What is the “Dirty Pipe Vulnerability”? 

Dirty Pipe vulnerability is a Linux kernel vulnerability that allows the ability of non-privileged users to overwrite read-only files. The vulnerability is due to an uninitialized “pipe_buffer.flags” variable, which overwrites any file contents in the page cache even if the file is not permitted to be written, immutable, or on a read-only mount, including CD-ROM mounts. The page cache is always writable by the kernel and writing to a pipe never checks any permissions. An extensive write-up on the Dirty Pipe vulnerability can be found in the reference links at the end of this blog.  

Why is this important? 

This enables attackers to perform privilege escalation by overwriting data in arbitrary read-only files and injecting code from unprivileged processes to privileged processes. This can make Linux and Android systems vulnerable to a multitude of malware and other exploits, including ransomware.  

Who is affected? 

This vulnerability affects endpoints running Linux with a kernel version 5.8 or higher. This includes a multitude of devices running Android 12 and Linux. 

How to find out if I am affected? 


From the Linux command line, run the following command: 

uname -srm

Your output should show something similar:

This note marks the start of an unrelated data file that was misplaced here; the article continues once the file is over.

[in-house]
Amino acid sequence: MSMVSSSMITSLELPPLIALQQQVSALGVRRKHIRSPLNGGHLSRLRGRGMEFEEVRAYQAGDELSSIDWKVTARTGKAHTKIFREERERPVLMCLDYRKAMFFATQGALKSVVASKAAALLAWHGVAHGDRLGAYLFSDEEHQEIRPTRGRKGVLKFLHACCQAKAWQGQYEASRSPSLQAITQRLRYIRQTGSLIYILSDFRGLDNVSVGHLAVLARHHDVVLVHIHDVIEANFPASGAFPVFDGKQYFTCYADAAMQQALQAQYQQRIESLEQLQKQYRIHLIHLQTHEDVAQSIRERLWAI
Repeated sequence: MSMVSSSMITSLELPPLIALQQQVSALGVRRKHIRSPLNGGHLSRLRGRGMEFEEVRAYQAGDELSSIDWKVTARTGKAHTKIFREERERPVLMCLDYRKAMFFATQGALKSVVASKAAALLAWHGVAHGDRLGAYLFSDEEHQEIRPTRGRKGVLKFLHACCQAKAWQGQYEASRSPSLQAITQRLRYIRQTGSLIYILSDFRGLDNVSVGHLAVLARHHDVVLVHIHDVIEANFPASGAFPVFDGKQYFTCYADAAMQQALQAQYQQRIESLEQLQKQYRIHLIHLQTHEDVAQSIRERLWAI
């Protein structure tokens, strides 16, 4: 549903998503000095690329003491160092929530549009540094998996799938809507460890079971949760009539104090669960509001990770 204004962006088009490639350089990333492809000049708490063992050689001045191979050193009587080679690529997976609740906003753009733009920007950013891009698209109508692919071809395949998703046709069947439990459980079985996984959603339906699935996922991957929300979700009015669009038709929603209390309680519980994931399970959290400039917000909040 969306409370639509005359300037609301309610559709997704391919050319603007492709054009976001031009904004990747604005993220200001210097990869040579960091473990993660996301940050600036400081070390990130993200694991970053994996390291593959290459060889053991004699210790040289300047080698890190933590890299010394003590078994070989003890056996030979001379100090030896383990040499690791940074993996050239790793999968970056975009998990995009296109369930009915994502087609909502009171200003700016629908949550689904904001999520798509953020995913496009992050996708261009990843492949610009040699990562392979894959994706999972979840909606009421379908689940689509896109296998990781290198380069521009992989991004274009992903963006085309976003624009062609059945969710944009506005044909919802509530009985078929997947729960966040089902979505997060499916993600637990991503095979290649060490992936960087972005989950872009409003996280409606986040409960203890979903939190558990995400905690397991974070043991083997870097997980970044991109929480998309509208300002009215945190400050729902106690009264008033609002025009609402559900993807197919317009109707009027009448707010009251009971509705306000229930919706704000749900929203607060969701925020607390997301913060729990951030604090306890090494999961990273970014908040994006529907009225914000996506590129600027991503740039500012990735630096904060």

Linux 5.13.19-3-generic x86_64


To find the kernel version on Android: 

With most generic Android devices, go to setting and search or select “About Phone” -> “Android Version” and you should see the “Kernel version.” 

Android device showing "About phone" screenAndroid device showing "Android version" screenAndroid device showing the kernel version on the "Android version" screen

With Samsung, go to settings and search or select “About Phone” -> “Software Information” and your “Kernel version” should be displayed.

Samsung device showing "About Phone" screenSamsung device showing "Software Information" screen

Currently, the most common Android devices affected by this vulnerability are Samsung S22 and Google Pixel 6 series.  

How to mitigate Dirty Pipe 


If your endpoint is running a Linux kernel version 5.8 or higher, you should patch your kernel to 5.16.11, 5.15.25 and 5.10.102 or greater. Most distributions have already released a kernel patch. You can run an update with your distro’s package manager to update to the latest kernel.  

Ivanti Patch for Endpoint Manager can find which Linux endpoints are affected and automatically apply the vulnerability fix.  


On Android, manufacturers are working on applying a critical system update. It is highly recommended to contact your device manufacturer to confirm they are addressing this vulnerability. 

You can create reports in Neurons for Discovery to find which Android endpoints are affected. 

With Ivanti Neurons for MDM, applying a “System Update” configuration and setting the “Android System Update” to “Automatic” will push the latest manufacture approved system updates to your devices.  

Reference Links